This is why monotheistic colonization is so different from previous ones. The Romans, for instance conquered people and enslaved them and that was horrible but they didn’t try to completely change the internal landscape of the people, to tear away their language, to obliterate their Gods. Only with monotheism do we see this kind of conquest. It’s not a white problem. It’s not a black problem. It’s not a problem of any race. It’s a monotheistic problem, so when you ask me why I condemn monotheism so much, why I will never, EVER advocate peace with this system of corruption, take a look at our own history.
And no, not all individual Jews, not all individual Muslims, not all individual Christians – many of them are lovely people and there are many things about their traditions that are lovely as well–but the system is dehumanizing, because monotheism is not the belief in one God, it’s a rejection of all other Divinities and therefore the monotheist can never be at peace with his neighbors.
This is all the more reason why we should commit to honoring our Gods, honoring our ancestors, and rebuilding our communities always, always remembering that they can be destroyed again, if we’re not committed, if we’re not pious, and if we’re not vigilant.
In memory of the 4500 martyrs of Verdun and all those who have fought monotheistic obliteration before and since.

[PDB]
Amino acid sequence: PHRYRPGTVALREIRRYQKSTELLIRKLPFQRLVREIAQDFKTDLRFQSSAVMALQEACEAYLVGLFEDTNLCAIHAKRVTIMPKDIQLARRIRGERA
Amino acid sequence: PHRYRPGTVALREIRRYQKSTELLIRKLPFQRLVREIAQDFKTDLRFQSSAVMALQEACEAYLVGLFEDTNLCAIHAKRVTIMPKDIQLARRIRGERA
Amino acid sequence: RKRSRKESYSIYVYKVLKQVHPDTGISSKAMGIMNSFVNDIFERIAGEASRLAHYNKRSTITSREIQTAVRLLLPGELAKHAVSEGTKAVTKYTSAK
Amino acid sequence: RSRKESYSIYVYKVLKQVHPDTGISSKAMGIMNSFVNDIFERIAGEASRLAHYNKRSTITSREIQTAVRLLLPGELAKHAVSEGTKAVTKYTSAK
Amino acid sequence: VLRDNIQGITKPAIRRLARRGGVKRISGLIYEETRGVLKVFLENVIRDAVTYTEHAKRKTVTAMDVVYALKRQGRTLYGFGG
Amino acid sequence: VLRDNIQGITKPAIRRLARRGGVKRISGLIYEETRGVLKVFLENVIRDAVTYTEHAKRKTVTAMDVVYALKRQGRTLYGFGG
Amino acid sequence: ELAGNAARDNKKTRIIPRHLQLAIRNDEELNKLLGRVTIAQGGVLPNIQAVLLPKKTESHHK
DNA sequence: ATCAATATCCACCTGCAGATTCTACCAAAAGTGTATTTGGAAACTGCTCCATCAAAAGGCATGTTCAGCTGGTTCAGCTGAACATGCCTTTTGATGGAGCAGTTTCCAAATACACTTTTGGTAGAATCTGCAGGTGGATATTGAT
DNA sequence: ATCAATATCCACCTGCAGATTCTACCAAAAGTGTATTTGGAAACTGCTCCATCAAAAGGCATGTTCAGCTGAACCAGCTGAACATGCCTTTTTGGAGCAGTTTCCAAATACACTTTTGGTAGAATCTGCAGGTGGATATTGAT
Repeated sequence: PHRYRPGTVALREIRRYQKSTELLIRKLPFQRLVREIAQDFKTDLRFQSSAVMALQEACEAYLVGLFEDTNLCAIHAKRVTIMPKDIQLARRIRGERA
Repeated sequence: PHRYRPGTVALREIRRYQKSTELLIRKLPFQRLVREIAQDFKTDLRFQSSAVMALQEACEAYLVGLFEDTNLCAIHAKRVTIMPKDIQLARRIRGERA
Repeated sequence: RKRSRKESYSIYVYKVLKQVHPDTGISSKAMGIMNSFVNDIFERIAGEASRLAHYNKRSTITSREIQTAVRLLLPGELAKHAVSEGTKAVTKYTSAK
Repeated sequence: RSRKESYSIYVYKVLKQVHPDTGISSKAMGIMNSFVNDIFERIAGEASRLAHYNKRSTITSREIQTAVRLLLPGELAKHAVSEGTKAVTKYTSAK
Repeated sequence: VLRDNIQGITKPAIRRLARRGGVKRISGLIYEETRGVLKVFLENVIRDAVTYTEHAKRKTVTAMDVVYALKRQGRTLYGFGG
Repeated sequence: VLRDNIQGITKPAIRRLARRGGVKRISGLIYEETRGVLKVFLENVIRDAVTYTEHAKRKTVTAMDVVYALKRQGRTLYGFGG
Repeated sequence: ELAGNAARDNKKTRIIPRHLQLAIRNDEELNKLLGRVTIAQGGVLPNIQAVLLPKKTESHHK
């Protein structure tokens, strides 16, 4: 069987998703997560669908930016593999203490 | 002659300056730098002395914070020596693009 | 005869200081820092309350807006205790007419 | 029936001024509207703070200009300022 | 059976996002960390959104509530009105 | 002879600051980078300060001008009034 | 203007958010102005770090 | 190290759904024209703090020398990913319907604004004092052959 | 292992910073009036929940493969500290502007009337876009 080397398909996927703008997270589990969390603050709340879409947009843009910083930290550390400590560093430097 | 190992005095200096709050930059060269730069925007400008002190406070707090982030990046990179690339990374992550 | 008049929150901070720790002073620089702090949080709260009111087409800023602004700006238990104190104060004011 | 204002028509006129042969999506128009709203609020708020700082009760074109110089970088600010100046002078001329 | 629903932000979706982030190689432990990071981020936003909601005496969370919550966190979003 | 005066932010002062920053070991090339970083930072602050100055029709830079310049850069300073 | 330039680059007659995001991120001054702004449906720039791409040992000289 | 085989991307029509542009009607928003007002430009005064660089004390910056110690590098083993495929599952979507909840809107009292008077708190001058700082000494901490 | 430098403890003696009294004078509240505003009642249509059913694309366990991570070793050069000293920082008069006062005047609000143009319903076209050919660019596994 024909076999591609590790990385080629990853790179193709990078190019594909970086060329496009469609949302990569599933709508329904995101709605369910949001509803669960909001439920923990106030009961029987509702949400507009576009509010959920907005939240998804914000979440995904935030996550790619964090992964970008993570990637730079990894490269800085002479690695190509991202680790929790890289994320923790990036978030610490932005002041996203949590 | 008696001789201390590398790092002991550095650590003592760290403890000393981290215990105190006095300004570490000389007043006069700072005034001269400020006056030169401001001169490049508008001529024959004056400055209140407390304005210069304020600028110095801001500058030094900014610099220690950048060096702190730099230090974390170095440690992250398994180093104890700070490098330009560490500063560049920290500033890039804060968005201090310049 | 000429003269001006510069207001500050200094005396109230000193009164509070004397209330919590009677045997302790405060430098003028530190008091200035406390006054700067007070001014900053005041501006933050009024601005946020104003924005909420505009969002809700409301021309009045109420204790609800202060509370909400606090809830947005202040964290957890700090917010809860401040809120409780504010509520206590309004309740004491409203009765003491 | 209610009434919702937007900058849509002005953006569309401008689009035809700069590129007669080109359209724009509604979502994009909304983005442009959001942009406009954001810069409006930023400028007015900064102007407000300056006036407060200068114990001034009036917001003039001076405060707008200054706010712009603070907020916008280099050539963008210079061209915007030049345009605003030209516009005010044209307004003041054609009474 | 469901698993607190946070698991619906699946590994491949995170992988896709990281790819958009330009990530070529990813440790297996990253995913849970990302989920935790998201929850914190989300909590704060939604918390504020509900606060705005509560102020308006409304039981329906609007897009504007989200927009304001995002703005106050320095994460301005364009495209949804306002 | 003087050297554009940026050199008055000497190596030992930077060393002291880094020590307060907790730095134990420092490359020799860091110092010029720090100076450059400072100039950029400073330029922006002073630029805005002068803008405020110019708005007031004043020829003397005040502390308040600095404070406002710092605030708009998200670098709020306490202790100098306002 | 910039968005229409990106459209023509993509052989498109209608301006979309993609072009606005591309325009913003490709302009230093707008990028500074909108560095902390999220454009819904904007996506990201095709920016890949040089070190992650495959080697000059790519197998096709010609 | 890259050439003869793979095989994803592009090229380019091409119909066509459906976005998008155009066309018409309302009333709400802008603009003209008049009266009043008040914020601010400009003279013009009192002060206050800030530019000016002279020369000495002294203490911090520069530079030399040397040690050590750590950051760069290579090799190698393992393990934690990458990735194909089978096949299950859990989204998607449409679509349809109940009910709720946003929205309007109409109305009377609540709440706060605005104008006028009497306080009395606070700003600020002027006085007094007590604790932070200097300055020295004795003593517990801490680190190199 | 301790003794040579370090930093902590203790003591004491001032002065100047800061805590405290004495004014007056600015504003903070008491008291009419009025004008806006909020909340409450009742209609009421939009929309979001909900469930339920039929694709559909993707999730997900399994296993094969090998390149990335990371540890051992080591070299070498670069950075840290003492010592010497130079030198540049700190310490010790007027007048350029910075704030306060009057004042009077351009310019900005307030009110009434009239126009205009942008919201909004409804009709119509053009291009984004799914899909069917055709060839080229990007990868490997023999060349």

5 years ago today my guide book on honoring the ancestors first released. 💀💀💀
To many polytheists ancestor work is crucial to having healthy, deeply engaged, productive spirituality. It provides a foundation, a protection, and a vital source of personal luck and power that positions one to better withstand the challenges of engaged, devotional living. “Honoring the Ancestors: A Basic Guide” takes the readers through all the necessary dos and don’ts on their way to establishing a richly textured, consistent, and powerful ancestor practice. Born out of an eight week online course offered by the author in 2013-2014, this unique book provides all information readers need to get started honoring their dead.
I was reading up tonight on the USS Indianapolis. Then we watched a movie about it. In between I was swarmed by military dead. I’m still not fully recovered. The story is one of heroism and shame – heroism by the men who served on the ship and shame of the bureaucrats who refused to take responsibility for their own incompetence, incompetence that caused the death of nearly a thousand men. I will tell a little of their story here.
In 1945 this ship, a heavy cruiser under the command of Charles Butler McVay III, was sent to deliver nuclear materials necessary for the bombs that were eventually dropped on Hiroshima and Nagasaki. The mission was top secret. As such, they were denied any type of escort, even though they were sailing through waters where Japanese submarines had sunk American ships only days earlier and even though the Indianapolis lacked any type of sonar by which they could detect these subs. Under normal circumstances, the ship would have been allotted at least one escort. That they were not amounts of malfeasance by the Navy brass. It gets worse.